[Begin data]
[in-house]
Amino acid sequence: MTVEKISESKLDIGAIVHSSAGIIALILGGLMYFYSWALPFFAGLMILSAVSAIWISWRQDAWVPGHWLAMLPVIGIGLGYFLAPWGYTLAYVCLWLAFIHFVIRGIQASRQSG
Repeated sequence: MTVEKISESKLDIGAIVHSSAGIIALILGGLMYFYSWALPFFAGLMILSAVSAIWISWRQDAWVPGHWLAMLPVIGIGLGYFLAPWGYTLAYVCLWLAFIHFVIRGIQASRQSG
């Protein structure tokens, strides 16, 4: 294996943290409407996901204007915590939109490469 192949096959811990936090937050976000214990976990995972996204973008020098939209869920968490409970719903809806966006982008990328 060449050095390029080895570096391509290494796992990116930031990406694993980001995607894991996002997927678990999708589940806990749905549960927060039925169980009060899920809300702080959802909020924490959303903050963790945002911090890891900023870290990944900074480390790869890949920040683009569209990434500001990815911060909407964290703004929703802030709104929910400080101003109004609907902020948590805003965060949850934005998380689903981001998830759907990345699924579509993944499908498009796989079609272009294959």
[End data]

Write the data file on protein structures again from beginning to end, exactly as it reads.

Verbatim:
[in-house]
Amino acid sequence: MTVEKISESKLDIGAIVHSSAGIIALILGGLMYFYSWALPFFAGLMILSAVSAIWISWRQDAWVPGHWLAMLPVIGIGLGYFLAPWGYTLAYVCLWLAFIHFVIRGIQASRQSG
Repeated sequence: MTVEKISESKLDIGAIVHSSAGIIALILGGLMYFYSWALPFFAGLMILSAVSAIWISWRQDAWVPGHWLAMLPVIGIGLGYFLAPWGYTLAYVCLWLAFIHFVIRGIQASRQSG
């Protein structure tokens, strides 16, 4: 294996943290409407996901204007915590939109490469 192949096959811990936090937050976000214990976990995972996204973008020098939209869920968490409970719903809806966006982008990328 060449050095390029080895570096391509290494796992990116930031990406694993980001995607894991996002997927678990999708589940806990749905549960927060039925169980009060899920809300702080959802909020924490959303903050963790945002911090890891900023870290990944900074480390790869890949920040683009569209990434500001990815911060909407964290703004929703802030709104929910400080101003109004609907902020948590805003965060949850934005998380689903981001998830759907990345699924579509993944499908498009796989079609272009294959």